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GOP congressman tries to have Parkland dad ejected from hearing on gun violence

"If we really cared about safer streets, we would build a wall and secure the border."

Matt Gaetz points at the father of a Parkland victim on Capitol Hill on February 6, 2019. (C-SPAN/Screenshot)
Matt Gaetz points at the father of a Parkland victim on Capitol Hill on February 6, 2019. (C-SPAN/Screenshot)

The House held its first hearing on gun violence in eight years on Wednesday, an emotional event that featured speeches from relatives of gun victims and school shooting survivors.

Democratic members of the House Judiciary Committee could be seen wiping tears from their eyes during testimony. That was not the case, however, for Republicans at the hearing.

Rep. Matt Gaetz (R-FL) tried to get the parent of a Parkland victim removed from the hearing room, then began ranting about “illegal aliens” and shouting “if we really cared about safer streets, we would build a wall and secure the border.”

When Rep. Jerry Nadler (D-NY) — the House Judiciary’s chairman — attempted to swear in the panel’s speakers, Rep. Mike Johnson (R-LA) objected that Nadler had omitted the words “so help me God,” and asked him to repeat the oath.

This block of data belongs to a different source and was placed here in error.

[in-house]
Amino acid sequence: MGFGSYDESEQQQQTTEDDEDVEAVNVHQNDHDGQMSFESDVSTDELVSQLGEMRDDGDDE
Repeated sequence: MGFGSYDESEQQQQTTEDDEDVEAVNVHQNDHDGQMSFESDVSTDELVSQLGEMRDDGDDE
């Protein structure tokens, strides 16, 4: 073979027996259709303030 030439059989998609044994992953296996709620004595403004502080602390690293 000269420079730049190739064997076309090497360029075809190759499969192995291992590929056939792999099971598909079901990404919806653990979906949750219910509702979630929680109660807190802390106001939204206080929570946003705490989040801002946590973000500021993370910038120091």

Fred Guttenberg, whose daughter was murdered in the Parkland school shooting last year, noted that most Republicans on the panel left the room roughly 15 minutes into the hearing.

Freshman lawmaker Lucy McBath (D-GA), whose son who was shot and killed in 2012, recounted details of the shooting, carried out by a man whose car was parked near one with her son and some of his friends.

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The gunman opened fire after objecting to the volume of the music being played in their car. “The pain of losing a child to gun violence never ends,” she said at the hearing.

McBath also explained how the Parkland shooting inspired her to run for Congress.

Aalayah Eastmond, who like many Parkland survivors has become a gun control advocate since the shooting, recounted the massacre at her school almost exactly one year ago, telling the committee, “We are the generation that will end gun violence.”